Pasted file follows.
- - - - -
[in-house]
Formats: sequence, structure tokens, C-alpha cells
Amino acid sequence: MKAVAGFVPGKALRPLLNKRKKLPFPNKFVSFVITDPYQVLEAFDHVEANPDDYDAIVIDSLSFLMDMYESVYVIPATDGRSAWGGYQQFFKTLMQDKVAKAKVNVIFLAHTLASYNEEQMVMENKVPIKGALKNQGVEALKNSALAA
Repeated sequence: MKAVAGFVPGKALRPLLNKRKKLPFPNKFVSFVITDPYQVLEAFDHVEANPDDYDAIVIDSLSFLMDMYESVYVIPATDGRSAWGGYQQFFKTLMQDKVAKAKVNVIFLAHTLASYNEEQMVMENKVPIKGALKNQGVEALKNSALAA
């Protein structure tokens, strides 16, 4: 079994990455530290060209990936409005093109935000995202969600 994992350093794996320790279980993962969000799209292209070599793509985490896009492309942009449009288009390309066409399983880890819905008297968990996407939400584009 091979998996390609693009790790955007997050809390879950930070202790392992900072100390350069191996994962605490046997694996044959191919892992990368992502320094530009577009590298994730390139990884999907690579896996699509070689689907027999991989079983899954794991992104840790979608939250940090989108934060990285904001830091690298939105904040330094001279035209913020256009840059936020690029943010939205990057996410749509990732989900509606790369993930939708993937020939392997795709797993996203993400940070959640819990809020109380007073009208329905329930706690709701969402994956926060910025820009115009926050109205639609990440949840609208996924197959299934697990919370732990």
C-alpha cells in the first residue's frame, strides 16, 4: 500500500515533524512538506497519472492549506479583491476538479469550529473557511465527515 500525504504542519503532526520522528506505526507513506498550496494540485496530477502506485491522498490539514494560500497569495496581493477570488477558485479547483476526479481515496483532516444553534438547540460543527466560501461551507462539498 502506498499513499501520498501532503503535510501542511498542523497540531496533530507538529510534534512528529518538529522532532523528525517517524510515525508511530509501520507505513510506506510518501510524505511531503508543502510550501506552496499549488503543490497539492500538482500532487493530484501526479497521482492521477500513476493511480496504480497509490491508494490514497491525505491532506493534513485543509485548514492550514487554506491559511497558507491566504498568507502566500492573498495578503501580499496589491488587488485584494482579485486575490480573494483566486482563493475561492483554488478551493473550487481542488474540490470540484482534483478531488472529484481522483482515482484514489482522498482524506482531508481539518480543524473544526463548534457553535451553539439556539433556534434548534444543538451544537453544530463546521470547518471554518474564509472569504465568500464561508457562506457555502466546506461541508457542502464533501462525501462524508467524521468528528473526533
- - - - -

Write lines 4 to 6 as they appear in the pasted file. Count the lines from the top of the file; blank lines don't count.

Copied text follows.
Repeated sequence: MKAVAGFVPGKALRPLLNKRKKLPFPNKFVSFVITDPYQVLEAFDHVEANPDDYDAIVIDSLSFLMDMYESVYVIPATDGRSAWGGYQQFFKTLMQDKVAKAKVNVIFLAHTLASYNEEQMVMENKVPIKGALKNQGVEALKNSALAA
């Protein structure tokens, strides 16, 4: 079994990455530290060209990936409005093109935000995202969600 994992350093794996320790279980993962969000799209292209070599793509985490896009492309942009449009288009390309066409399983880890819905008297968990996407939400584009 091979998996390609693009790790955007997050809390879950930070202790392992900072100390350069191996994962605490046997694996044959191919892992990368992502320094530009577009590298994730390139990884999907690579896996699509070689689907027999991989079983899954794991992104840790979608939250940090989108934060990285904001830091690298939105904040330094001279035209913020256009840059936020690029943010939205990057996410749509990732989900509606790369993930939708993937020939392997795709797993996203993400940070959640819990809020109380007073009208329905329930706690709701969402994956926060910025820009115009926050109205639609990440949840609208996924197959299934697990919370732990």
C-alpha cells in the first residue's frame, strides 16, 4: 500500500515533524512538506497519472492549506479583491476538479469550529473557511465527515 500525504504542519503532526520522528506505526507513506498550496494540485496530477502506485491522498490539514494560500497569495496581493477570488477558485479547483476526479481515496483532516444553534438547540460543527466560501461551507462539498 502506498499513499501520498501532503503535510501542511498542523497540531496533530507538529510534534512528529518538529522532532523528525517517524510515525508511530509501520507505513510506506510518501510524505511531503508543502510550501506552496499549488503543490497539492500538482500532487493530484501526479497521482492521477500513476493511480496504480497509490491508494490514497491525505491532506493534513485543509485548514492550514487554506491559511497558507491566504498568507502566500492573498495578503501580499496589491488587488485584494482579485486575490480573494483566486482563493475561492483554488478551493473550487481542488474540490470540484482534483478531488472529484481522483482515482484514489482522498482524506482531508481539518480543524473544526463548534457553535451553539439556539433556534434548534444543538451544537453544530463546521470547518471554518474564509472569504465568500464561508457562506457555502466546506461541508457542502464533501462525501462524508467524521468528528473526533